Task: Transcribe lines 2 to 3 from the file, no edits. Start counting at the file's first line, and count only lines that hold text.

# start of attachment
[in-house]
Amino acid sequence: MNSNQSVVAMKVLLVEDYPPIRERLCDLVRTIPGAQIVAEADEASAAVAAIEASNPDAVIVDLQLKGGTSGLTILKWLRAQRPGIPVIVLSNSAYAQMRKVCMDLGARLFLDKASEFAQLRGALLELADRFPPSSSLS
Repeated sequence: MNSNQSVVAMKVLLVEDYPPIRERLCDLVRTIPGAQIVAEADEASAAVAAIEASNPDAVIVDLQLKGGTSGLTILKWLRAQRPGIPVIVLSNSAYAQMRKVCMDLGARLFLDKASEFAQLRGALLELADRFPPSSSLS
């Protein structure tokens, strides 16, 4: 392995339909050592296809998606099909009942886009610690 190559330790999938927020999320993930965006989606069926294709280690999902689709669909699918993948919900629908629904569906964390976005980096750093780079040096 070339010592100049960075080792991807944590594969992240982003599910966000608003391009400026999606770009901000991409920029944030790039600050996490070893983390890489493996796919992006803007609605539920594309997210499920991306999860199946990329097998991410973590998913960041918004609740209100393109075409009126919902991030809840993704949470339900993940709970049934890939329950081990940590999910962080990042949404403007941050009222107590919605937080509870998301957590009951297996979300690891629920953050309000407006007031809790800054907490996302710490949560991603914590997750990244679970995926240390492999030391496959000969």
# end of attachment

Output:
Amino acid sequence: MNSNQSVVAMKVLLVEDYPPIRERLCDLVRTIPGAQIVAEADEASAAVAAIEASNPDAVIVDLQLKGGTSGLTILKWLRAQRPGIPVIVLSNSAYAQMRKVCMDLGARLFLDKASEFAQLRGALLELADRFPPSSSLS
Repeated sequence: MNSNQSVVAMKVLLVEDYPPIRERLCDLVRTIPGAQIVAEADEASAAVAAIEASNPDAVIVDLQLKGGTSGLTILKWLRAQRPGIPVIVLSNSAYAQMRKVCMDLGARLFLDKASEFAQLRGALLELADRFPPSSSLS